PART OF A SERIES ON THE BALKANS
I’m writing this on my phone, sat in a cheap Montenegrin hotel in a town called Berane. You won’t have heard of it, it isn’t famous. It doesn’t even have an entry on happycow.com, the main way I’ve been finding food to eat as I stalk the Balkans, meeting writers from Istros Books‘ roster for Triumph of the Now TV, my foolish, vapid1, web series. This morning (6th April) I met Faruk Sehic (author of Quiet Flows The Una and a book of poetry translated into English too [add link when review up]) in a bookshop in Sarajevo. We chatted for about 90 minutes, which is now my longest interview to date. Straight afterwards, I climbed into a car and drove through the glorious Bosnian, then Serbian, then Montenegrin, countryside until I arrived here.
Nothing of import happened on the way, other than seeing lots of feral dogs up until my arrival into Montenegro, where I saw a big dead one by the side of the road and no more. There was a pack of about ten dogs by the Serbian border, leaving the country. I saw a Serbian border guard kick a small, cute, friendly, one in the face.
I didn’t eat from 9am until 7pm, when all I had was nuts and crisps from a poorly stocked (in terms of range, though not number of the items within it) mini-supermarket opposite the hotel. I also had a beer, which I know I shouldn’t have done, but it was just one and I don’t even really want any more.2 I had some wine at the weekend, too, while in gorgeous – in a very different way – Dubrovnik. Other than today (though it is still a couple of hours until bed time) I’ve had daily panic attacks since. The fact that alcohol exacerbates something within me is something I am desperate to disprove, I do not want to be teetotal but nor do I want to drink how I was drinking before. Maybe now, as a “printed” reviewer3 who’s been shortlisted for an award, maybe now I can feel a little happier in myself? Probably not, though. These are minor, unremunerative, achievements and though they improve my sense of value, they don’t actually provide a basis on which to hang a pleasing life. Driving around the Balkans interviewing writers with a <€30 a day food and lodging budget is great, though this can't last forever. Life, alas, life cracks on. To the book.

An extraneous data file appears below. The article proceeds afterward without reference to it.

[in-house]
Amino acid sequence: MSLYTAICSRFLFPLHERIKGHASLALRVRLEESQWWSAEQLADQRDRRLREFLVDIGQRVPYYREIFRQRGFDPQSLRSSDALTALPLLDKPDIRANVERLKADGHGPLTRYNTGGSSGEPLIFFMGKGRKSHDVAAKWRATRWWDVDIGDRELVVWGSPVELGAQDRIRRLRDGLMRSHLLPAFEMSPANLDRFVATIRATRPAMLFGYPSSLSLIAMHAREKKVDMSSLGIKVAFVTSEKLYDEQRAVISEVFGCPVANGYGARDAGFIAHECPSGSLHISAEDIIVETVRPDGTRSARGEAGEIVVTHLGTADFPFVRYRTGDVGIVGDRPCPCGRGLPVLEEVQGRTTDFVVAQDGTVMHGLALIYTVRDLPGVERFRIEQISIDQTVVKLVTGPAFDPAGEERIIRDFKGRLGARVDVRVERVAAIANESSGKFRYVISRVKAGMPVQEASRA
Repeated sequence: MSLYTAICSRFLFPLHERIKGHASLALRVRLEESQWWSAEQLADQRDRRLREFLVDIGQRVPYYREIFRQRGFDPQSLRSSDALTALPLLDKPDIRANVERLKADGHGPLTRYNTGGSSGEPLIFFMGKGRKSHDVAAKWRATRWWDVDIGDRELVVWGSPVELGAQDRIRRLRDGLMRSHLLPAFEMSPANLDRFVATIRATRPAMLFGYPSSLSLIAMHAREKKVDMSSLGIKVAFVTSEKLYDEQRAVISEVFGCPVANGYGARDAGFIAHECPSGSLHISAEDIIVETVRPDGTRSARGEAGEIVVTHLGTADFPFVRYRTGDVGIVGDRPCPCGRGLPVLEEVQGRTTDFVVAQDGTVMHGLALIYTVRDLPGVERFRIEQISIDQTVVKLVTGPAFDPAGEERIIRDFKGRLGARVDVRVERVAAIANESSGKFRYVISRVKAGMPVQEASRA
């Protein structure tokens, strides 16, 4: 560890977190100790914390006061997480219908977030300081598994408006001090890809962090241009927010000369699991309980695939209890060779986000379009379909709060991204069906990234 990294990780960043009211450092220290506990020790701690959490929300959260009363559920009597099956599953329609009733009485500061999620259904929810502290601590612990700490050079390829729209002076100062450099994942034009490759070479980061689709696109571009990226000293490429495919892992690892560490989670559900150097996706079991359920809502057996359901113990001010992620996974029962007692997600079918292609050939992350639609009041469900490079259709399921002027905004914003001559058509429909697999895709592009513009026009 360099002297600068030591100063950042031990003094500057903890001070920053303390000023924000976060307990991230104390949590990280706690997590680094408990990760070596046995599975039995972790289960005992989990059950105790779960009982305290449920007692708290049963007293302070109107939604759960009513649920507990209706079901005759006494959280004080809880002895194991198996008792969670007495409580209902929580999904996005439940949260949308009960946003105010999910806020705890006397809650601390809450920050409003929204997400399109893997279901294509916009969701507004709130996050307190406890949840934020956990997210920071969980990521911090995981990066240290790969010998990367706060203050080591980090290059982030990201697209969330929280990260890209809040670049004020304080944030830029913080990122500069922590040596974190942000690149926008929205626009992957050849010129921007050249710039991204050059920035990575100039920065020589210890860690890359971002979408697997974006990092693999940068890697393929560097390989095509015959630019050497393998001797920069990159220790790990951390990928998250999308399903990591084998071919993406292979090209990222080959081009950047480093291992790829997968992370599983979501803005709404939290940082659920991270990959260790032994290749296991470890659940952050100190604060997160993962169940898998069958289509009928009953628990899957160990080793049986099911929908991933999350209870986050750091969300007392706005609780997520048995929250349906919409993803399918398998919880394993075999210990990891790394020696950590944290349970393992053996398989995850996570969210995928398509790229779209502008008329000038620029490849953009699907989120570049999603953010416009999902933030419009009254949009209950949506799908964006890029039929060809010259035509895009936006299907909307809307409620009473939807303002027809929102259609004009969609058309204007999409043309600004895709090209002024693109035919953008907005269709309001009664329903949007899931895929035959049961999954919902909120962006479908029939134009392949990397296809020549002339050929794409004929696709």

Tomorrow morning I will wake shortly after dawn and begin the 250km drive to Skopje, via Kosovo, with the hope of arriving in time for a late lunch. I am meeting Aleksandar Prokopiev at the Skopje Book Fair for an interview, though we have yet to set an exact time and location, which worries me but I’ll get over it. If I make a fruitless two day trip I’ll whinge but do little more. Driving around the Balkans is pleasant, and I’d wanted to see all of these places I’ve passed through anyway.